Can an input device on one loop card trip an output device on a different loop card or network analog panel?
Yes, it is possible to map an input device of one loop card to trip an output device on the same or different loop card on the same networked analog system.
Instructions on how to program the outputs below.
The control panel supports a flexible system to map input points to outputs. The system
defaults so that all NAC outputs are activated by a fire alarm. By programming output zones,
you can create almost any output activation scheme, such as "floor above and floor below"
activation or conditional elevator recall.
Input points: Smoke detectors, pull stations, and so on
Zone: A group of input points (zones 1 to 225 are configurable, 226 to 234
are activated automatically)
Outputs: Notification Appliance Circuits (NACs) such as bells, strobes, and
Zone mapping on a networked system:
– For each panel on the network there are 128 local zones (pp-001 to pp-128, where pp =
the panel ID). Local zones are used to assign inputs and outputs specific to a device at
that zone address and to that panel.
– Each network also has 97 grouped zones (129 to 225). Grouped zone addresses allow
inputs and outputs to be assigned to multiple panels within a network so that the inputs
and outputs of each panel in the grouped zone can be connected to any of the panels in
– Each network also has 9 global zones (226 to 234). Global zones have preset inputs
based on device types, but their outputs can be defined and apply to the entire network.
– For local zones and group zones, up to 5 zones per input and 5 zones per output can be
mapped. More specifically, an input can be mapped to local zones on any panel within the
network or to group zones. The outputs from a local zone (1-128) can be mapped only to
the panel that zone is connected to, but the output from group zones (129-225) can be
mapped to any panel within the network.
– Inputs activate zones, and zones activate outputs.
– Input points can be assigned to up to five local or group zones. Therefore, each input can
activate up to five zones; however, any number of inputs can be mapped to the same
– Up to five local, group, and/or global zones can be assigned to each output (except the
FAA‑325‑B6S Analog Sounder Base which can be assigned to only one zone).
– Zones 1 to 225 are available for the installer to program.
– Zones 226 to 234 are global zones and are hard-coded to pre-assigned conditions. They
are automatically activated by inputs if a special condition occurs or the panel is in a
processing sequence (See the following two figures). It is not possible to assign an input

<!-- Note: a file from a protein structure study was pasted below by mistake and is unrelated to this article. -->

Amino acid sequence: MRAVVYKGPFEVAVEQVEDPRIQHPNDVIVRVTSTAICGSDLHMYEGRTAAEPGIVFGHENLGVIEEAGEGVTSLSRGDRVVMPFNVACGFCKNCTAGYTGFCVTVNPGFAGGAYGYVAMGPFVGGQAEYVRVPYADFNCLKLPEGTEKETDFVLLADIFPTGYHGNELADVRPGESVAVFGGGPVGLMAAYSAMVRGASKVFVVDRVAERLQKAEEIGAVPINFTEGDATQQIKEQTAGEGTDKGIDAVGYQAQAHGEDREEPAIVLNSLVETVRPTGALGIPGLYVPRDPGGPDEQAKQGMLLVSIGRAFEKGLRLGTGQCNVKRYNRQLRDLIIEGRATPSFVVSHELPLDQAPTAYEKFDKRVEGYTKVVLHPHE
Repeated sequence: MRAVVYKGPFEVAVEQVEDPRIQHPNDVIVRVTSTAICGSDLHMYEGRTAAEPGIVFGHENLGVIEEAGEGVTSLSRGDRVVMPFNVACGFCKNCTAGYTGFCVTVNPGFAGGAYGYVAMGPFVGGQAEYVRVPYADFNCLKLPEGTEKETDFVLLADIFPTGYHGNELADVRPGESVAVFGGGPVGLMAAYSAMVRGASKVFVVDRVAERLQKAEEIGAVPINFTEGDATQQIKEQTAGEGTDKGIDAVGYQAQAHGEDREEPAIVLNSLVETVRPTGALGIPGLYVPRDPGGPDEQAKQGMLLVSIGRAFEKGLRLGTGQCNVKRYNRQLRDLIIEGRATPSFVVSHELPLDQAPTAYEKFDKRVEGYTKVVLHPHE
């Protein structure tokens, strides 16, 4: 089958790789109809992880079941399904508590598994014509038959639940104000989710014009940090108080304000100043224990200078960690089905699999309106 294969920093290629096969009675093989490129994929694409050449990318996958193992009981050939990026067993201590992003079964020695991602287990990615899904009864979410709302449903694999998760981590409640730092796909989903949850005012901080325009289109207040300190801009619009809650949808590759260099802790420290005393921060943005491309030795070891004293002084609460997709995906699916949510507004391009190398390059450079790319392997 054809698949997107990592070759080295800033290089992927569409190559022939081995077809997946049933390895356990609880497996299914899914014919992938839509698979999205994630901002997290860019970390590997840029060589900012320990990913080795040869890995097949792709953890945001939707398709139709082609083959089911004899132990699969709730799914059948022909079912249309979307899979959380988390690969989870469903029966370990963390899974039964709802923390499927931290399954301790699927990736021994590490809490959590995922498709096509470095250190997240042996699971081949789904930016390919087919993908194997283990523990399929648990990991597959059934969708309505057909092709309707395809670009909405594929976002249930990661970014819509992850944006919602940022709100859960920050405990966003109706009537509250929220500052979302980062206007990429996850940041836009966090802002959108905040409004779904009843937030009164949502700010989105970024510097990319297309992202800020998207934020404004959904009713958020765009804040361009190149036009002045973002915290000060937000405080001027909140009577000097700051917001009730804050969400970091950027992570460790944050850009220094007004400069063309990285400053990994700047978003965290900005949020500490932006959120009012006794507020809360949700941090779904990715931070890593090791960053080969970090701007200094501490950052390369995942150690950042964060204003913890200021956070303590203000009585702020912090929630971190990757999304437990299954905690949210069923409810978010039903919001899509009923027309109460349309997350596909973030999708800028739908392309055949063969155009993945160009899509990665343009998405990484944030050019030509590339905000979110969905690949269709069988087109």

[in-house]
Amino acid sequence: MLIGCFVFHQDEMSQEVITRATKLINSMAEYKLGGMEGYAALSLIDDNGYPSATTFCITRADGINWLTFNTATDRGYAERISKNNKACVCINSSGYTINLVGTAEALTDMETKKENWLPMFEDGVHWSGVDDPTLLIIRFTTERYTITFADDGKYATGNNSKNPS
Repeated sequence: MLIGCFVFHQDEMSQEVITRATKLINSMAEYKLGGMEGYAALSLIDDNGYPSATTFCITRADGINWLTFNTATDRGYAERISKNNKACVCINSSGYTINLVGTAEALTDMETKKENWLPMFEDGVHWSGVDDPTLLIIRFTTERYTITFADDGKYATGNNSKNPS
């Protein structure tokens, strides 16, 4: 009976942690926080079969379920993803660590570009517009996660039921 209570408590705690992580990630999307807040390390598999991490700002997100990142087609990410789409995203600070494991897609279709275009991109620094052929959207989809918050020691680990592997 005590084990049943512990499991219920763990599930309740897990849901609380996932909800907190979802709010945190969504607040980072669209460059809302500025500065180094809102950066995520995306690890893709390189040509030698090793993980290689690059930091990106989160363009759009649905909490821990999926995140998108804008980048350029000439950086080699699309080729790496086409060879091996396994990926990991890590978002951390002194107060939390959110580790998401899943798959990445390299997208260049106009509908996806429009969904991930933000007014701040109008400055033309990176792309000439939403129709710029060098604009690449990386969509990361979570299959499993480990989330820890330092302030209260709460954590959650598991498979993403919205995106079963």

point to any global zone.
– An output can be assigned to a global zone so that it will be activated upon the
corresponding special condition. For example, any input that is configured as a "Fire
Auto" type activates Zone 226 when it is alarmed. Any output driven by Zone 226
activates when any “Fire Auto” type point is alarmed.
For how inputs control zones and zones control outputs in a network, see the following figure.
Network input-output mapping
For how inputs control zones and zones control outputs in a stand-alone panel, see the
Stand-alone panel zone mapping
For a list of all global zones on the panel (each has a unique number), see the following table.
Global Zone Number Condition Activating Zone
226 Global fire alarm
227 Global trouble
228 Global supervisory
229 Alarm verification (verification period)
230 Pre-signal (waiting for reset)
231 Positive Alarm Sequence (waiting for ACK or reset)
232 Panel is resetting
233 Global gas alarm
234 Global waterflow
In some cases if a relay output is assigned to a certain global zone, other assigned zones are
– Mainboard relay 1: If assigned to the global alarm zone, other assigned zones are ignored.
The relay reacts only to the global alarm zone.
– Mainboard relay 2: If assigned to the global trouble zone, other assigned zones are
ignored. The relay reacts only to the global trouble zone.
– Mainboard relay 3: If assigned to the global supervisory zone, other assigned zones are
ignored. The relay reacts only to the global supervisory zone.
is active if any zone to which the output is assigned is activated. An output which is assigned
to multiple zones can be considered as inactive only when all associated zones are inactive.
NAC pattern assignment
Every zone is assigned to one NAC pattern. When the zone NAC pattern is set to default, the
device NAC pattern is used. In case of a device activation by address, the device NAC pattern
is used. When a device is activated by a zone activation command, the NAC activates with the
assigned zone pattern (Steady, Pulsing, or Temporal Code 3, for global gas alarm also
Temporal Code 4). See the following table.
NAC pattern assignment
All local or group zones have the “Counting Zones” option. If this option is enabled, a local or
group zone becomes a counting zone.
Otherwise, it is a non-counting zone which is activated as soon as an input point assigned to
this zone is activated. If multiple points (can be from different panels if networked) are
assigned to a single zone, only when all the points are inactive is the zone considered as
inactive; thus, associated outputs can be deactivated.
A counting zone is considered active only when two or more input points assigned to that
zone are active. It is not allowed to assign an input point programmed with any delayed point
features (including PAS, Pre-signal, alarm verification, and PAS@day or
alarmverification@night) to a counting zone.